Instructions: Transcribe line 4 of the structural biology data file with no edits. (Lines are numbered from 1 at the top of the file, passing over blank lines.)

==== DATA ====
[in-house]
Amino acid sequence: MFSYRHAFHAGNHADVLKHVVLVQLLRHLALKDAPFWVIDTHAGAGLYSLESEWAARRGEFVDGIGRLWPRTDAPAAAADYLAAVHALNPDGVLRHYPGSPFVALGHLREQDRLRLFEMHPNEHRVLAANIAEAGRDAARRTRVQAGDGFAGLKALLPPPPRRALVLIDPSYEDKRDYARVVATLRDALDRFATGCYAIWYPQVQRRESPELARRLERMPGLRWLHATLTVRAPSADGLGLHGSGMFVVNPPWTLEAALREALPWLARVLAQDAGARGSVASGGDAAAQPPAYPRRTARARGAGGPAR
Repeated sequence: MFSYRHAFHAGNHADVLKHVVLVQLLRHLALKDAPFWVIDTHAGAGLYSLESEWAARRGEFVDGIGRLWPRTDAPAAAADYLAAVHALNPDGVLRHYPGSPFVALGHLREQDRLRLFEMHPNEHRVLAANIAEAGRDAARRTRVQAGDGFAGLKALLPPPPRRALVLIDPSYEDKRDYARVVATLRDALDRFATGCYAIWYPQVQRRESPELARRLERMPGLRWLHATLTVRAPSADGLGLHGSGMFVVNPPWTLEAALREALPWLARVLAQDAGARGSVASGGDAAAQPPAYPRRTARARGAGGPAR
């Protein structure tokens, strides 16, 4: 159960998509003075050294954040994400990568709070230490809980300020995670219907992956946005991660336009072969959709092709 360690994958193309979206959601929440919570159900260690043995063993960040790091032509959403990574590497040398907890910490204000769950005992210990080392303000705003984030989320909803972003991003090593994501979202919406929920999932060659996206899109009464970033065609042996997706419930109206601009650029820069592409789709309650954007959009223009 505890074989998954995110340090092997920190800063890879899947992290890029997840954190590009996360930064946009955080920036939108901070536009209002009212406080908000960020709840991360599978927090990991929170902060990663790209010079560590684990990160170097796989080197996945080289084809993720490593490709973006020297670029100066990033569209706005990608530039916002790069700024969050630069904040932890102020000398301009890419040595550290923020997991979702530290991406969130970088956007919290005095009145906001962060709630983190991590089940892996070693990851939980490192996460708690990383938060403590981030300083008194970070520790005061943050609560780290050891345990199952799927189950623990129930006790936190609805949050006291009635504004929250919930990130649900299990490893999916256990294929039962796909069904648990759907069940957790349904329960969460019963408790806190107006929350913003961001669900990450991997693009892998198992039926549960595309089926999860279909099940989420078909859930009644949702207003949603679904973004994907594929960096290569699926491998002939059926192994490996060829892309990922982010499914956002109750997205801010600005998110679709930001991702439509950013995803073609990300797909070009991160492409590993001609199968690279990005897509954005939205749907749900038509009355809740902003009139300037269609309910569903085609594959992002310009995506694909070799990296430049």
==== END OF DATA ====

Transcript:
């Protein structure tokens, strides 16, 4: 159960998509003075050294954040994400990568709070230490809980300020995670219907992956946005991660336009072969959709092709 360690994958193309979206959601929440919570159900260690043995063993960040790091032509959403990574590497040398907890910490204000769950005992210990080392303000705003984030989320909803972003991003090593994501979202919406929920999932060659996206899109009464970033065609042996997706419930109206601009650029820069592409789709309650954007959009223009 505890074989998954995110340090092997920190800063890879899947992290890029997840954190590009996360930064946009955080920036939108901070536009209002009212406080908000960020709840991360599978927090990991929170902060990663790209010079560590684990990160170097796989080197996945080289084809993720490593490709973006020297670029100066990033569209706005990608530039916002790069700024969050630069904040932890102020000398301009890419040595550290923020997991979702530290991406969130970088956007919290005095009145906001962060709630983190991590089940892996070693990851939980490192996460708690990383938060403590981030300083008194970070520790005061943050609560780290050891345990199952799927189950623990129930006790936190609805949050006291009635504004929250919930990130649900299990490893999916256990294929039962796909069904648990759907069940957790349904329960969460019963408790806190107006929350913003961001669900990450991997693009892998198992039926549960595309089926999860279909099940989420078909859930009644949702207003949603679904973004994907594929960096290569699926491998002939059926192994490996060829892309990922982010499914956002109750997205801010600005998110679709930001991702439509950013995803073609990300797909070009991160492409590993001609199968690279990005897509954005939205749907749900038509009355809740902003009139300037269609309910569903085609594959992002310009995506694909070799990296430049």